One way to position yourself for a sole-source award is having expertise in a single key scope of work. (Emphasis on “key scope” — installing door hardware, for example, will not get you to the required minimum of 15% self-performance on typical projects unless the entire project is in fact installing door hardware). As with any industry, you need to bring something to the table, and make sure what you offer is a solution to your customer’s needs. For instance, you wouldn’t market Photovoltaic (PV) installation in Seattle, with its 200-plus overcast days, verses in sunny Yuma, Arizona.

It is also vital to be in front of all your government clients with your marketing materials and capability statements, and these need to be backed up by superb or outstanding performance ratings. Essentially, this is your background check. (You wouldn’t hire an employee without verifying their credentials, and neither will the government.) To that end, do an honest assessment of what your company realistically can and can’t do; above all, know your strengths and capabilities. You may sound good on paper, but your actual past performance speaks for itself. The government sees right through unsubstantiated and vague statements — a “We do everything” blanket statement will not get you far in a one-on-one capabilities briefing. A better strategy to follow in your capabilities briefing is to highlight what you are realistically capable of doing, how you will pull together all of the other necessary resources, and align that with what your customer is looking for.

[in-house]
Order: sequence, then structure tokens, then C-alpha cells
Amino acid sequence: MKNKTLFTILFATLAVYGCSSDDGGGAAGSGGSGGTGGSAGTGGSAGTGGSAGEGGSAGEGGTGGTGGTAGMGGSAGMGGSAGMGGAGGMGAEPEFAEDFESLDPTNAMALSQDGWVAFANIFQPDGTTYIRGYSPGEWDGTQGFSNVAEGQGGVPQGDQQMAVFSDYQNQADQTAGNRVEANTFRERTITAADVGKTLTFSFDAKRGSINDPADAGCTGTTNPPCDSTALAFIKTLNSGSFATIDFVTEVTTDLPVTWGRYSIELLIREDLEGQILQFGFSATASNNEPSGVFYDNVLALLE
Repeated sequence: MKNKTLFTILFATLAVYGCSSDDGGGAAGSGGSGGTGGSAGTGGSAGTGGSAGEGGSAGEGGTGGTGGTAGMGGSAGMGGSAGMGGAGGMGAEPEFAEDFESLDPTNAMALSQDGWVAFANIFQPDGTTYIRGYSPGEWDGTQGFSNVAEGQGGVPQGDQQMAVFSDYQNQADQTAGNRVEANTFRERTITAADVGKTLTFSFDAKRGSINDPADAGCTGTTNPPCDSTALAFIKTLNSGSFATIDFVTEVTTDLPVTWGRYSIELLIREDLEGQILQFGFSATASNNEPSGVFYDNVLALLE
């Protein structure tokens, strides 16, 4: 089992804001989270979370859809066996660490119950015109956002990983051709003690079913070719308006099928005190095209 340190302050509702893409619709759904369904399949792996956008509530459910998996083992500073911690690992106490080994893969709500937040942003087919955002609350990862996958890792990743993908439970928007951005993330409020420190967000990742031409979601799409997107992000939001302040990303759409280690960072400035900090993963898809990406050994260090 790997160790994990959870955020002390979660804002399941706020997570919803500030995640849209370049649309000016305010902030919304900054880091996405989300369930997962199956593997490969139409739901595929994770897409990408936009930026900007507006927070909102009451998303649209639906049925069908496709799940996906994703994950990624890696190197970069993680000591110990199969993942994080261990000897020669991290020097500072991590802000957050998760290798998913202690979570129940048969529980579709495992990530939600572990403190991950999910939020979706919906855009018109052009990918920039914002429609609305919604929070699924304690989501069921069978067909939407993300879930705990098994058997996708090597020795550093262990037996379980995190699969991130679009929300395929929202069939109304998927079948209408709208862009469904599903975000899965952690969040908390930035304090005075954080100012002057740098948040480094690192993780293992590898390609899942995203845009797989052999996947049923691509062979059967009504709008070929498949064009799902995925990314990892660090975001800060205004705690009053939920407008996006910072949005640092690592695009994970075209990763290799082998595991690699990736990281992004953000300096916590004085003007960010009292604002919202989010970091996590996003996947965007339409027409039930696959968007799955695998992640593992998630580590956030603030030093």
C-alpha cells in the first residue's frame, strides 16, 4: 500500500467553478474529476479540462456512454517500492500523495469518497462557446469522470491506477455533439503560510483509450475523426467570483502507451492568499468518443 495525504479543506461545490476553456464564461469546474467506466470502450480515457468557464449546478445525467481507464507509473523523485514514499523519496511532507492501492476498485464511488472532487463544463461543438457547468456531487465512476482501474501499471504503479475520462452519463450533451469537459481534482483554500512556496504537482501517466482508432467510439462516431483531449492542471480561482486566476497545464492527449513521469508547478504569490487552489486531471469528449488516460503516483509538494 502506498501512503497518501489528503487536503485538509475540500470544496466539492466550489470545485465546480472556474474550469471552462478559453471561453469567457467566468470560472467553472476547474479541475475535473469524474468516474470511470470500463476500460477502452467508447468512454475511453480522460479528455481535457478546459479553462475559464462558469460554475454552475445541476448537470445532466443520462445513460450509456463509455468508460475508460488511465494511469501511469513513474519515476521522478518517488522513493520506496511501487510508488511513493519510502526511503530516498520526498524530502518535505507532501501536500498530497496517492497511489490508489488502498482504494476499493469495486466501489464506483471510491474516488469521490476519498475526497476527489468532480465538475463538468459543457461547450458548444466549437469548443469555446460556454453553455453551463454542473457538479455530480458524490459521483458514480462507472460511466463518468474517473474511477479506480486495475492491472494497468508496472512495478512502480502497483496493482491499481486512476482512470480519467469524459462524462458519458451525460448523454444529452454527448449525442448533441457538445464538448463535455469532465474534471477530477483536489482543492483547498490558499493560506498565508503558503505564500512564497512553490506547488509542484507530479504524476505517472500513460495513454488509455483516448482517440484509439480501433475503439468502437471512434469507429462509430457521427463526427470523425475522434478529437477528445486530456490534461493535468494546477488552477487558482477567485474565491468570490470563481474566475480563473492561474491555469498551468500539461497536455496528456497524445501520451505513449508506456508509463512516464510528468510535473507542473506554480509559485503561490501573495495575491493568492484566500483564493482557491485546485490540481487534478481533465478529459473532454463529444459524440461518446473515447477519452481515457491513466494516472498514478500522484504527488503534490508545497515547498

The government is not looking to contract with construction managers; they want people who can perform major aspects of work. You should already have personnel in place or lined up for the work you are chasing. Communicate your staffing plan to your potential customer. Get a clear grasp of how you can meet your client’s needs, and have the solutions ready before going to in-person meetings.

Remember, each customer and each federal installation is different, so do your homework before any one-on-one meeting!